A Message for Leaders…
As a school leader, one of your primary responsibilities is to ensure that your teachers are growing and improving in their instructional practices. In order to achieve this, it is essential to provide teachers with regular and effective feedback.
Feedback is a critical component of teacher growth and instructional improvement. It allows teachers to reflect on their practice, identify areas for improvement, and make changes to their instruction to better meet the needs of their students. When teachers receive feedback, they are better equipped to make informed decisions about their teaching and are more likely to engage in ongoing professional development.
All feedback is not the SAME
Effective feedback is timely, specific, and actionable. It should be provided on a regular basis and should focus on specific areas of a teacher’s practice. Feedback should be based on evidence, rather than opinion, and should be delivered in a supportive and non-threatening manner.
Which feedback is best?
There are several different types of feedback that school leaders can provide to their teachers. These include:
- Formal Observations: Formal observations are a structured process in which school leaders observe a teacher’s instruction and provide feedback based on specific criteria. Formal observations are typically conducted once or twice per year and provide teachers with a comprehensive assessment of their instructional practice.
- Informal Observations: Informal observations are less structured than formal observations and can be conducted at any time. School leaders can drop in on a teacher’s class and provide feedback based on what they observe. Informal observations are often used to provide teachers with ongoing feedback throughout the school year.
- Peer Feedback: Peer feedback is feedback provided by colleagues. Teachers can observe each other’s instruction and provide feedback based on what they observe. Peer feedback is often less intimidating than feedback provided by a school leader, and can be a valuable tool for ongoing professional development.
- Student Feedback: Student feedback is feedback provided by students. Teachers can use surveys or other tools to gather feedback from their students about their instructional practice. Student feedback can be a valuable tool for identifying areas of strength and weakness in a teacher’s practice.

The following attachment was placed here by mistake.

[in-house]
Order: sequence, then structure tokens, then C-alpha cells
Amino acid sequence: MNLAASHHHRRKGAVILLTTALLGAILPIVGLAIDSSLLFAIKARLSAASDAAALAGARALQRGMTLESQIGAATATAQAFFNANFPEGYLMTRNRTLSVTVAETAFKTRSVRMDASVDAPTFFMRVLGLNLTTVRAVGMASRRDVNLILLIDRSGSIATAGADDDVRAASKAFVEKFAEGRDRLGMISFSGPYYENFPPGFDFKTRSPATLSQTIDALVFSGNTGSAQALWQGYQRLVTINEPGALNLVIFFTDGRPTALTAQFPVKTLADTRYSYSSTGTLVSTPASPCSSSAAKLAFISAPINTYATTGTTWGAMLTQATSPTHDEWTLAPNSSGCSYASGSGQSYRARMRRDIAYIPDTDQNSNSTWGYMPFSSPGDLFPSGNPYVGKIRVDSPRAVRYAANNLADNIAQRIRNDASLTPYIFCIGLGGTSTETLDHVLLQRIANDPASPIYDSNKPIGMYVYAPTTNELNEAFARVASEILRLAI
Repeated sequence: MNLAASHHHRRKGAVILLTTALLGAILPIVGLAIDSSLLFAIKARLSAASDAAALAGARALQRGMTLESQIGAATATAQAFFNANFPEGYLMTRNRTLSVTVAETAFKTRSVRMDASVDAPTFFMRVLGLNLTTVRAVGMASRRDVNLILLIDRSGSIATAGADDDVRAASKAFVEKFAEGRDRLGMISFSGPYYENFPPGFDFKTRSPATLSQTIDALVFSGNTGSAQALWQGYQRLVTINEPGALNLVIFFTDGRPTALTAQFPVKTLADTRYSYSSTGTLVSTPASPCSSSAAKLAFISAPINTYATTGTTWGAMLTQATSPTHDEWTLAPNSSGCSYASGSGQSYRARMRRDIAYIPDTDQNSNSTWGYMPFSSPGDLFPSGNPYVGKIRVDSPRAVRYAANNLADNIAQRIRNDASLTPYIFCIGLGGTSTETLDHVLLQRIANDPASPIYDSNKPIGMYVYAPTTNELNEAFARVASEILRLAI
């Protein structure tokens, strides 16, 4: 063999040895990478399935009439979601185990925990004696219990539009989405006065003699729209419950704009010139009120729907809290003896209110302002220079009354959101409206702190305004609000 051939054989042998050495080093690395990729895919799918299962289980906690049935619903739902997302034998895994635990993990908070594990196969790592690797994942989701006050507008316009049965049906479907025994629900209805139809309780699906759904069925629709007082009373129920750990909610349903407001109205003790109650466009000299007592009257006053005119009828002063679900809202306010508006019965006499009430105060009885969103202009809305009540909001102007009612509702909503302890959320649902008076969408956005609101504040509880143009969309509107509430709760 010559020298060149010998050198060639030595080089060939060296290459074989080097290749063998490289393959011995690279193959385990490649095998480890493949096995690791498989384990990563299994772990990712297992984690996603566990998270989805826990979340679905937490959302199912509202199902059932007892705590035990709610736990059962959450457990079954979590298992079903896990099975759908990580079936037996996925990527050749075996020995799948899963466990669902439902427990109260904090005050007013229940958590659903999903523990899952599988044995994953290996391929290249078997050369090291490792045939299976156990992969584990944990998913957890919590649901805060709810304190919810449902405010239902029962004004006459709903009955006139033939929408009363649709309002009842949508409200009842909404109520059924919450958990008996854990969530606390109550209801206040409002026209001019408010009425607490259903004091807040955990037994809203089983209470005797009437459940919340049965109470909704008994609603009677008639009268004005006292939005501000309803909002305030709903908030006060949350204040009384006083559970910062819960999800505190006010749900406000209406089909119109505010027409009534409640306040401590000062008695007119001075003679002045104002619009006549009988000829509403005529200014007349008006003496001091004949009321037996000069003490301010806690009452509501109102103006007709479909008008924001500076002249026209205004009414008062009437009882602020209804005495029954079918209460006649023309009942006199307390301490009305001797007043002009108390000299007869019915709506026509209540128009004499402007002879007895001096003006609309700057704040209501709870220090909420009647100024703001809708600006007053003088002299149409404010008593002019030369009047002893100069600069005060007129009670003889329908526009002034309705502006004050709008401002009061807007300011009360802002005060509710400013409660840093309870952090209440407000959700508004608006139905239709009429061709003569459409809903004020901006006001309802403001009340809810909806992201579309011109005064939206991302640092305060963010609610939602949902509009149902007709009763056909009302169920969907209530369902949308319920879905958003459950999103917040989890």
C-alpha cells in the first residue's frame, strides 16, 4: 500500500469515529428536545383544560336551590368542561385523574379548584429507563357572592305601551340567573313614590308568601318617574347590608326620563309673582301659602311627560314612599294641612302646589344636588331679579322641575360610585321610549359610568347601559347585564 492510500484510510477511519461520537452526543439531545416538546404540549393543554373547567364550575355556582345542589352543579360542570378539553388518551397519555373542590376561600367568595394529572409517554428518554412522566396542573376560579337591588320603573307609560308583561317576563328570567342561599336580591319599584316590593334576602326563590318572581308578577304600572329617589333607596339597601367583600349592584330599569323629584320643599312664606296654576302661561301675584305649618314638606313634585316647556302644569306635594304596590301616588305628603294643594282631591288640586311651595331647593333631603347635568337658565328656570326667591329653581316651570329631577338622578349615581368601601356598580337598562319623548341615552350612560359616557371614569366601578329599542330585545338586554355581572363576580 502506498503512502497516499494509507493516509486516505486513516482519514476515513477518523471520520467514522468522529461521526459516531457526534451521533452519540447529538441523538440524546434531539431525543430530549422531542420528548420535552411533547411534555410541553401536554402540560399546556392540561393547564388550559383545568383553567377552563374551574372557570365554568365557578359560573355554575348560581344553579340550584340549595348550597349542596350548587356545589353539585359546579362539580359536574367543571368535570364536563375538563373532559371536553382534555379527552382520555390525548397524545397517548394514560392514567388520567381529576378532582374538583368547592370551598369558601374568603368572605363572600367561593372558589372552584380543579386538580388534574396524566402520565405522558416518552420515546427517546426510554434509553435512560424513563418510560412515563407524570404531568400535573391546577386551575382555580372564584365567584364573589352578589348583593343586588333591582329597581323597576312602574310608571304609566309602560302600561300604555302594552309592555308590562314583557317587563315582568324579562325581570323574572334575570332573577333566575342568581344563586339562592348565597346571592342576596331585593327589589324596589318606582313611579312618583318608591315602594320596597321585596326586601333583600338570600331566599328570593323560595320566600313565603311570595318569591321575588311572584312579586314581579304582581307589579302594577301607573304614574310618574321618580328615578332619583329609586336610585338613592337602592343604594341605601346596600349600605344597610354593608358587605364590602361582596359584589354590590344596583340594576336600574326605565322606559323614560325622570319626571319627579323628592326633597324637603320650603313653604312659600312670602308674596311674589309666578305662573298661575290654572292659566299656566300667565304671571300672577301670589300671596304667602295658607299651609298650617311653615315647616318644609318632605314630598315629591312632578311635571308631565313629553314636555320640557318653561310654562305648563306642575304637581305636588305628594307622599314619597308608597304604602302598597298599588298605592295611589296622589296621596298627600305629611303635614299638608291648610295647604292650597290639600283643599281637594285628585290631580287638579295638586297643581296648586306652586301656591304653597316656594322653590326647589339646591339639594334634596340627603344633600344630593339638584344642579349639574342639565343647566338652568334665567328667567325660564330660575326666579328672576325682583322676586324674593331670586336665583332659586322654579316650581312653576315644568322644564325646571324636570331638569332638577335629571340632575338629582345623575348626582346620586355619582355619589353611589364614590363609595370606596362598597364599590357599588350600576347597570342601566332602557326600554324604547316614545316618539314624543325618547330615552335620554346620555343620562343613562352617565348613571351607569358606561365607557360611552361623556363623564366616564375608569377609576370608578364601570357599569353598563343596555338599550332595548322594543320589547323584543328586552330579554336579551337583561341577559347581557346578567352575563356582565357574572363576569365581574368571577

Differentiation is Necessary
In addition to providing feedback, school leaders should also work with their teachers to develop individualized professional development plans. These plans should be based on the feedback provided and should be designed to help teachers improve in specific areas of their practice. Professional development plans should be ongoing and should be reviewed regularly to ensure that they are effective.
Creating a Culture of Feedback
Finally, it is important to create a culture of feedback within your school. Teachers should be encouraged to provide feedback to one another and to their school leaders. Feedback should be seen as a tool for growth and improvement, rather than as a criticism of a teacher’s practice.
Fueling Growth & Improvement
In conclusion, feedback is a critical component of teacher growth and instructional improvement. School leaders should provide regular and effective feedback to their teachers, based on evidence and provided in a supportive and non-threatening manner. Different types of feedback, including formal and informal observations, peer feedback, and student feedback, should be used to provide teachers with a comprehensive assessment of their instructional practice. School leaders should also work with their teachers to develop individualized professional development plans and create a culture of feedback within their school. By doing so, teachers can continue to grow and improve, and students can receive the best possible instruction.